New studies reveal hidden benefits of exercise for seniorsAs the weather turns and leaves begin to fall this year, new research shows that local aging seniors are well served to get up and grab a rake themselves – for more reasons than one.
By: Staff Report, Alexandria Echo Press
As the weather turns and leaves begin to fall this year, new research shows that local aging seniors are well served to get up and grab a rake themselves – for more reasons than one.
A group of four recent studies published in 2010 Harvard University health and medicine journals shows a surprising and strong connection between seniors, exercise, and mental and physical health, especially among aging women.
“We’ve known that regular exercise translates to serious health benefits for seniors for years, but connections of this magnitude are incredible,” said Peter Ross, senior care expert and CEO of Senior Helpers, an in-home care company. “It’s vital to keep mom and dad up and moving as they age, and this is further evidence that proves just how important even the most moderate of exercise efforts can really be.”
The four new studies found the following related to seniors, mental health and physical activity:
--Women who exercise regularly (categorized as walking briskly five to six hours per week) at age 60 were almost twice as likely to live beyond 70 with no cognitive, physical, or mental health limitations.
--Women age 65-75 who participated in low-level strength training exercises showed significantly improved executive function (high-order thought processes involved in decision making) and also improved physical walking speed (a leading predictor of fall and fracture risk) compared to a control group.
--Men and women over 55 who exercise at a moderate level or higher (about three times per week) were half as likely to develop dementia later in life compared to those who did not exercise regularly.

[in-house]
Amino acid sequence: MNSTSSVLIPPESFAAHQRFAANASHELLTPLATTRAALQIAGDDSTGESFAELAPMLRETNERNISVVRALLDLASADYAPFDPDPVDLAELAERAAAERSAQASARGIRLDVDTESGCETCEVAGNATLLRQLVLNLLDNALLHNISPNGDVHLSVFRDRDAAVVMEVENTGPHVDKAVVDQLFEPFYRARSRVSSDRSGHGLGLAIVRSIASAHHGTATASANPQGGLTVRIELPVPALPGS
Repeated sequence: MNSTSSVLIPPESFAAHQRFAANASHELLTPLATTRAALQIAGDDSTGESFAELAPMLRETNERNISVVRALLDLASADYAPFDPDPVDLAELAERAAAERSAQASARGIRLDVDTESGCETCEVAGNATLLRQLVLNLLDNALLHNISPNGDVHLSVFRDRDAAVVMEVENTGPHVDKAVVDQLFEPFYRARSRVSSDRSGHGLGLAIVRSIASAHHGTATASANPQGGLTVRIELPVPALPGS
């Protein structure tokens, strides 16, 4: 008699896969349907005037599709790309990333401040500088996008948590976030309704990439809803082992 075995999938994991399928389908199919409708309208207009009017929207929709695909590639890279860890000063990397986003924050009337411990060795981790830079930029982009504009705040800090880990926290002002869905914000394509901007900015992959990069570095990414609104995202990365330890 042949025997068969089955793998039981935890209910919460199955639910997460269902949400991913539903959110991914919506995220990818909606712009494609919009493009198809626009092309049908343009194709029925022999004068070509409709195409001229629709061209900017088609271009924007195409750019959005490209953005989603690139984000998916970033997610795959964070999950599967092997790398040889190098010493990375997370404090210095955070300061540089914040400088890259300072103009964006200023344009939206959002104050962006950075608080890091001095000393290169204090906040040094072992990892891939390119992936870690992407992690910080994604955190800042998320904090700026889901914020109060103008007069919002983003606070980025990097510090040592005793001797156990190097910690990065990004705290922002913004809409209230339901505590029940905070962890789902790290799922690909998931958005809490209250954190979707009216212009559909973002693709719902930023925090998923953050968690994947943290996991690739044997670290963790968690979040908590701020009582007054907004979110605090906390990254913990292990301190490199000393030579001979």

--Women, age 70 and up, with mild cognitive impairments (MCI, a common precursor to dementia) who engaged in aerobic exercise four times per week showed significant improvements over a control group in all administered cognitive and physiological tests over a six-month trial.
“The successes found by these researchers in improving mental function and physical health can be duplicated in reality and locally,” Ross said.
Autumn exercise ideas for seniors:
--Sweeping/raking leaves – even a quick weekly sweep of the front porch or the stoop offers cardio and strength-building exercise for core muscle groups.
--Gardening – tending to a small garden or flower box works the hands, forearms, and extremities and is good for the mind.
--Light housework – doing the dishes, laundry, dusting, and cleaning offer a great opportunity for an easy everyday exercise routine.
--Walking – the weeks after the summer heat and before winter chill provide a perfect window for outdoor excursions at any point during the day.
--Seasonal activities – pumpkin carving and corn mazes offer physical activity and a chance to interact with family and friends.
“The physical and mental benefits of exercise among seniors are almost endless,” Ross said. “Even the simplest of activities can go a long, long way to promoting a healthy, independent lifestyle among aging loved one - and this new research is the proof.”